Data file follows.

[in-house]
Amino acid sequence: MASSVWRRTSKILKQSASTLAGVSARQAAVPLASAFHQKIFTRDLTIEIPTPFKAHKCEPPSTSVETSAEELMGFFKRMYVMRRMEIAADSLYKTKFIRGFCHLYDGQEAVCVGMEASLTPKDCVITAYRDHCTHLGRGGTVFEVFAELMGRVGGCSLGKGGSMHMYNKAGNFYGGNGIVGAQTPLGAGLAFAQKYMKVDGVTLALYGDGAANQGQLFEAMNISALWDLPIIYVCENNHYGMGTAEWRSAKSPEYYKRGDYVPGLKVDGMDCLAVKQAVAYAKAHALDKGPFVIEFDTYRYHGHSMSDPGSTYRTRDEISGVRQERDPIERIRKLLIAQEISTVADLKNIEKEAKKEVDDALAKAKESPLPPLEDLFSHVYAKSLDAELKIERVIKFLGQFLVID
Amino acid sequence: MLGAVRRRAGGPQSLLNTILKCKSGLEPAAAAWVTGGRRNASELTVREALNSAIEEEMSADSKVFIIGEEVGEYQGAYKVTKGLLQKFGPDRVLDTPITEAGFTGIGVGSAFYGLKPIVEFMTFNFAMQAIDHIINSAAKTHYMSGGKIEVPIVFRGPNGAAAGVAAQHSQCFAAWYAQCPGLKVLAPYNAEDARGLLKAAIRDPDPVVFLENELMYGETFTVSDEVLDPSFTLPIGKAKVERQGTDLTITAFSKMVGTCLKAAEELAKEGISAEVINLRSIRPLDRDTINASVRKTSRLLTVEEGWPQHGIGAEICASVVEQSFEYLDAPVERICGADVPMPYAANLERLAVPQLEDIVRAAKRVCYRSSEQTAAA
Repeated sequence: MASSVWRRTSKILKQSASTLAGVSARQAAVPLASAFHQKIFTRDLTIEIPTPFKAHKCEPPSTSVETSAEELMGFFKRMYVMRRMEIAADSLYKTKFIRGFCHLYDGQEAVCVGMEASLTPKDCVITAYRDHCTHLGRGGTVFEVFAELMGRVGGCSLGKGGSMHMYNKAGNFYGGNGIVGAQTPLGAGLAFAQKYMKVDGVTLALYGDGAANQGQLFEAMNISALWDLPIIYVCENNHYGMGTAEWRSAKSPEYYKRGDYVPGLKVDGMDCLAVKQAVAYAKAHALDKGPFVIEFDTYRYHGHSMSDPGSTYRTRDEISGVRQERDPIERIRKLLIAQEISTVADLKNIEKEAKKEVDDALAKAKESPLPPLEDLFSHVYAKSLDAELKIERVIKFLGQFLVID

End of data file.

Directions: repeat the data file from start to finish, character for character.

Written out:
[in-house]
Amino acid sequence: MASSVWRRTSKILKQSASTLAGVSARQAAVPLASAFHQKIFTRDLTIEIPTPFKAHKCEPPSTSVETSAEELMGFFKRMYVMRRMEIAADSLYKTKFIRGFCHLYDGQEAVCVGMEASLTPKDCVITAYRDHCTHLGRGGTVFEVFAELMGRVGGCSLGKGGSMHMYNKAGNFYGGNGIVGAQTPLGAGLAFAQKYMKVDGVTLALYGDGAANQGQLFEAMNISALWDLPIIYVCENNHYGMGTAEWRSAKSPEYYKRGDYVPGLKVDGMDCLAVKQAVAYAKAHALDKGPFVIEFDTYRYHGHSMSDPGSTYRTRDEISGVRQERDPIERIRKLLIAQEISTVADLKNIEKEAKKEVDDALAKAKESPLPPLEDLFSHVYAKSLDAELKIERVIKFLGQFLVID
Amino acid sequence: MLGAVRRRAGGPQSLLNTILKCKSGLEPAAAAWVTGGRRNASELTVREALNSAIEEEMSADSKVFIIGEEVGEYQGAYKVTKGLLQKFGPDRVLDTPITEAGFTGIGVGSAFYGLKPIVEFMTFNFAMQAIDHIINSAAKTHYMSGGKIEVPIVFRGPNGAAAGVAAQHSQCFAAWYAQCPGLKVLAPYNAEDARGLLKAAIRDPDPVVFLENELMYGETFTVSDEVLDPSFTLPIGKAKVERQGTDLTITAFSKMVGTCLKAAEELAKEGISAEVINLRSIRPLDRDTINASVRKTSRLLTVEEGWPQHGIGAEICASVVEQSFEYLDAPVERICGADVPMPYAANLERLAVPQLEDIVRAAKRVCYRSSEQTAAA
Repeated sequence: MASSVWRRTSKILKQSASTLAGVSARQAAVPLASAFHQKIFTRDLTIEIPTPFKAHKCEPPSTSVETSAEELMGFFKRMYVMRRMEIAADSLYKTKFIRGFCHLYDGQEAVCVGMEASLTPKDCVITAYRDHCTHLGRGGTVFEVFAELMGRVGGCSLGKGGSMHMYNKAGNFYGGNGIVGAQTPLGAGLAFAQKYMKVDGVTLALYGDGAANQGQLFEAMNISALWDLPIIYVCENNHYGMGTAEWRSAKSPEYYKRGDYVPGLKVDGMDCLAVKQAVAYAKAHALDKGPFVIEFDTYRYHGHSMSDPGSTYRTRDEISGVRQERDPIERIRKLLIAQEISTVADLKNIEKEAKKEVDDALAKAKESPLPPLEDLFSHVYAKSLDAELKIERVIKFLGQFLVID